The Cleveland Indians are a .500 baseball team.

They’re second in their division, but nine games out of the Central lead and 6.5 back of a playoff spot. The 2021 Toronto Blue Jays aspire to be more.

Coming off a loss, with their ace on the mound, the Blue Jays played to their goal. They executed against a team below them. Still staring up at a playoff spot with 58 games remaining, Toronto must continue to execute if they want to achieve their ambitions — October.

The Blue Jays have the seventh easiest remaining schedule in baseball. They have inter-division series against the Red Sox, Rays, and Yankees, but Toronto also match up against the Orioles, Twins, and Tigers. After slogging through one of the American League’s toughest slates in three different home ballparks, they finish the season with a run of winnable games. But to make the playoffs, they are games that must be won — like Tuesday’s.

“When it comes to the game," manager Charlie Montoyo said. "We did everything right today.”

For Toronto starter Hyun Jin Ryu, a missed postseason would be the first of his career. Seven seasons, seven playoffs.

With nine career postseason starts, the August evening left Ryu undaunted — even in his home debut. As Toronto’s starting lineup echoed through the stadium, Ryu methodically walked along a cut of outfield turf, with a posse of coaches in tow and Reese McGuire matching him stride for stride.

A Rogers Centre cameraman tracked him from to his right, and a sudden cheer erupted from the limited seating as the centerfield screen cut to the lefty. He didn’t break stride or adjust his facial expression in any way.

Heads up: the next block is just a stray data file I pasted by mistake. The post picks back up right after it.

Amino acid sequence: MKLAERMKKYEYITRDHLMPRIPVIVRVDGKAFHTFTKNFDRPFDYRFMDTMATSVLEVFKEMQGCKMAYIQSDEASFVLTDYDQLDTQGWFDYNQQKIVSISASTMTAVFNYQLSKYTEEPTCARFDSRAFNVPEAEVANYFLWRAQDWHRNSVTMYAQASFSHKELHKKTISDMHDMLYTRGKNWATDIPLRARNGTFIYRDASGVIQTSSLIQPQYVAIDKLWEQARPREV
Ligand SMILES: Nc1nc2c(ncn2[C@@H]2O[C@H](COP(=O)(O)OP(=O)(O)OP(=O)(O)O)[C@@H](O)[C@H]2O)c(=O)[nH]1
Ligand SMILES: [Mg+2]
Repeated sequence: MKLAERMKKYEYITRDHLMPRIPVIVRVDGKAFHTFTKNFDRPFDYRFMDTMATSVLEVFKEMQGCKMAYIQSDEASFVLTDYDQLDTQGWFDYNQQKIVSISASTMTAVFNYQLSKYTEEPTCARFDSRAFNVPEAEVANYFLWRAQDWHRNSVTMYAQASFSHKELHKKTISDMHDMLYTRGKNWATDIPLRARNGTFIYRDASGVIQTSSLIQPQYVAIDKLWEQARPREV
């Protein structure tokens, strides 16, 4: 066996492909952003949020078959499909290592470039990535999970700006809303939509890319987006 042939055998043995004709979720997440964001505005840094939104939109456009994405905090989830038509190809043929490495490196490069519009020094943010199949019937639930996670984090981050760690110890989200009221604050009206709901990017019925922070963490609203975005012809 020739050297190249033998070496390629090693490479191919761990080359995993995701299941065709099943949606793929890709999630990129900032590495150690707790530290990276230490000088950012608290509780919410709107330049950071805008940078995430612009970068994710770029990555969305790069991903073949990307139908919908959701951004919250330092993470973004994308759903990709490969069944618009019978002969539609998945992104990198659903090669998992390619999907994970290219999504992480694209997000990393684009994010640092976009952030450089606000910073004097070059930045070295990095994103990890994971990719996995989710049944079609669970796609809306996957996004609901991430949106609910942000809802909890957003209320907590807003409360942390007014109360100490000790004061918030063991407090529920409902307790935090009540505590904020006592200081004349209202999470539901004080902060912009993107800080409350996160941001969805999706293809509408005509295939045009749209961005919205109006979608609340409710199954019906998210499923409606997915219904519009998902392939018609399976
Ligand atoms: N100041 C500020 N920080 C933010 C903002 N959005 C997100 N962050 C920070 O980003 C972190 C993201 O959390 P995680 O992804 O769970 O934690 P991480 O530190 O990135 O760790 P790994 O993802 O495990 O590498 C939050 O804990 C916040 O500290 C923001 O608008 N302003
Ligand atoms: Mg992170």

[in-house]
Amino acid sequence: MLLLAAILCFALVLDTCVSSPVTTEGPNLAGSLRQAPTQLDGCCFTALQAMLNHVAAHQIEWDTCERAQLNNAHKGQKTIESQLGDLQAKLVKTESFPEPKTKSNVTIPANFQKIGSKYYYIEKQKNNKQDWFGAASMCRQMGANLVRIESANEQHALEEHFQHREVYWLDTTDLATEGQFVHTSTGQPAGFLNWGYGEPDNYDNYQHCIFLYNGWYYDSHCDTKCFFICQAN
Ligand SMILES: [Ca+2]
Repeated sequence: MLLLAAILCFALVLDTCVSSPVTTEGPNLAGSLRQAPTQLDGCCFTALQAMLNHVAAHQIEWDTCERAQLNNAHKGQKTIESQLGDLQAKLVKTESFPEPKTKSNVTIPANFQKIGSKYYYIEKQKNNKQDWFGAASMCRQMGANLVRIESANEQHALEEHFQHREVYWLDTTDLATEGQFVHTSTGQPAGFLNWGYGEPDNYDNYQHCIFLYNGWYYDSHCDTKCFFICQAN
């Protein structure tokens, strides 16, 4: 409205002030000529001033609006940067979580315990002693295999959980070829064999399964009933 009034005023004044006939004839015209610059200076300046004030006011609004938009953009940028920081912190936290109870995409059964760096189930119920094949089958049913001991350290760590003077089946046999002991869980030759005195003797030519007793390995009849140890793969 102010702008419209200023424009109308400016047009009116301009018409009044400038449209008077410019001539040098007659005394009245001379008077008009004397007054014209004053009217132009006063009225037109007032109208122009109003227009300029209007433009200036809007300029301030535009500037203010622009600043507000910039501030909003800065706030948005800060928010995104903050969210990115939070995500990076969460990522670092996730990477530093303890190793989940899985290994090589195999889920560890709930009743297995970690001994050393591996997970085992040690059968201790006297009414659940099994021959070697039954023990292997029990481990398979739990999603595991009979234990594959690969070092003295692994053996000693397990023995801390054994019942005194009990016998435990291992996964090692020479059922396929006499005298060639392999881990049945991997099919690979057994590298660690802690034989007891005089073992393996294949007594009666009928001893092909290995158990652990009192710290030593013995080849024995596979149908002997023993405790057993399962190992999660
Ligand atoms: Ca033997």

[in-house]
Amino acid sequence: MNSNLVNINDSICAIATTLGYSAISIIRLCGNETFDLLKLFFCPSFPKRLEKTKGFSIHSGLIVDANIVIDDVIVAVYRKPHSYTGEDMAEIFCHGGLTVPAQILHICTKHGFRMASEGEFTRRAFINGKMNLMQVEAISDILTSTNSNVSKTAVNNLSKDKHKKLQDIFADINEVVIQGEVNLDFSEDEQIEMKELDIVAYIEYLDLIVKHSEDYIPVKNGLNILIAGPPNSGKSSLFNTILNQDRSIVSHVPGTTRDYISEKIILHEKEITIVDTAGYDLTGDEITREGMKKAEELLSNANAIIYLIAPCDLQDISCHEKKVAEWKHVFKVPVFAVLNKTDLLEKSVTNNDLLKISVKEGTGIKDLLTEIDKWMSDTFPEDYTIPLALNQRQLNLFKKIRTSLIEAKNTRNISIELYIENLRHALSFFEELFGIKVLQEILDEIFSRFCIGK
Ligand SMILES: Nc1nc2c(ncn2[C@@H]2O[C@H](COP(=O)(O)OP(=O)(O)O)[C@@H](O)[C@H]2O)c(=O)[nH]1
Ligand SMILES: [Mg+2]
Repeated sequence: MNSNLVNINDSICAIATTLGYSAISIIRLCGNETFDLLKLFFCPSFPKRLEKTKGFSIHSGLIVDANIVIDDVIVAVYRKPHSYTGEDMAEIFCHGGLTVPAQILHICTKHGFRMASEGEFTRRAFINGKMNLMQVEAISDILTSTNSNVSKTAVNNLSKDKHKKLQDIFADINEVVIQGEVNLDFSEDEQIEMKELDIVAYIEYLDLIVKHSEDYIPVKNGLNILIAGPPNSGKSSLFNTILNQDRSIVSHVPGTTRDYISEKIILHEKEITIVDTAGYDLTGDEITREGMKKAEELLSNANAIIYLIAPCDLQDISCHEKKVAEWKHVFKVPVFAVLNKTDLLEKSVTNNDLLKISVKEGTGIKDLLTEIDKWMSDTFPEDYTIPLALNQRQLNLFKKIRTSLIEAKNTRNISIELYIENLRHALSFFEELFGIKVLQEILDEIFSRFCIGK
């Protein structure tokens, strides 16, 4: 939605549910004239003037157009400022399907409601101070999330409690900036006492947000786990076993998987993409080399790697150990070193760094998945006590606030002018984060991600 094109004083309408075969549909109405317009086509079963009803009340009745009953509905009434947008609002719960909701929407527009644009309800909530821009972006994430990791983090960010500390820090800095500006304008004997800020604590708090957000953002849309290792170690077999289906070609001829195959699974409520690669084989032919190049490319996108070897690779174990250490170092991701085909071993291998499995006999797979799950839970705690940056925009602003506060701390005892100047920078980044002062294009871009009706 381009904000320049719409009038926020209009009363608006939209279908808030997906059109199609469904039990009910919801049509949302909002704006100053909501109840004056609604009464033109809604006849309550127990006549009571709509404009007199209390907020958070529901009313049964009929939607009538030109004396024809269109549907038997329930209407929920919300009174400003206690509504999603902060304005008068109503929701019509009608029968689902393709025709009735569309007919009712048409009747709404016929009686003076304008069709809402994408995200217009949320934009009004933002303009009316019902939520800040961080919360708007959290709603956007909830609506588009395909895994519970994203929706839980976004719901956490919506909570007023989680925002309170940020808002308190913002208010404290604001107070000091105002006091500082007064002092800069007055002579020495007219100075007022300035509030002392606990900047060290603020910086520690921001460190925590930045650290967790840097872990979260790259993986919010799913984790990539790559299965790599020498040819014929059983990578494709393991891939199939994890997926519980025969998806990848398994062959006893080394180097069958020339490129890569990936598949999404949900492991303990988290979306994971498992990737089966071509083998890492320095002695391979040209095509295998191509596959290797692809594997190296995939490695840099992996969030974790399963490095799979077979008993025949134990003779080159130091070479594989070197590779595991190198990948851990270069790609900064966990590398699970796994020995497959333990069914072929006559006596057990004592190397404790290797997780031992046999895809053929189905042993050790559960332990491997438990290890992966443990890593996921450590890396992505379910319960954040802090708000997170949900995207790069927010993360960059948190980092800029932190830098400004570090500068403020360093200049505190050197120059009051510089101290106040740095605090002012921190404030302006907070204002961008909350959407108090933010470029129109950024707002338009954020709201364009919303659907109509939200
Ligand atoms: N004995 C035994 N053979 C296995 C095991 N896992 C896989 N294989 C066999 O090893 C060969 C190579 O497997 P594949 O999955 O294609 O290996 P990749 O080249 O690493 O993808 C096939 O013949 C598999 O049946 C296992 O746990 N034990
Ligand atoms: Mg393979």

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“He was vintage Ryu today,” Montoyo said. "You could see it from the beginning.”

In the second frame, Ryu looked skyward, searching for a ball in the sky-blue backdrop of the open Rogers Centre dome. There was a moment of panic in his eyes before he looked down, noticing the ball jammed into the webbing of his outstretched glove.

Ryu calmly dislodged the ball and tossed an out over to first base — one of his six straight retirements to begin the ballgame.

Toronto's ace finished Tuesday’s game with seven innings of seven-hit ball, striking out eight and allowing two runs. He was provided with ample run support (seven total tallies) and it started in the bottom of the first.

Five pitches into the game, George Springer stepped back in the box, twisting both shoulders over his head and dropping the bat on his helmet. Zach Plesac's pitch caught just enough of the strike zone's bottom corner, or so said home plate umpire Larry Vanover — Springers’ second borderline strike of the at-bat.

On the next delivery, Springer took the call out of Vanover’s hands, dropping down for a low fastball and delivering it into the left-field bleachers. The 150 million-dollar free agent finished Tuesday's contest with two hits and two RBI.

Not quite Ryu’s perfection, but in Springer’s seven big league seasons, he’s missed the postseason just twice.

The Blue Jays added José Berríos at the deadline to become a playoff team. They picked up Marcus Semien, Springer, and Ryu to play in October. The next 58 games will decide if that goal is fulfilled, but executing on nights like Tuesday — against teams like Cleveland — is a good start.

"We're trying to put everything together," Teoscar Hernández said after the game.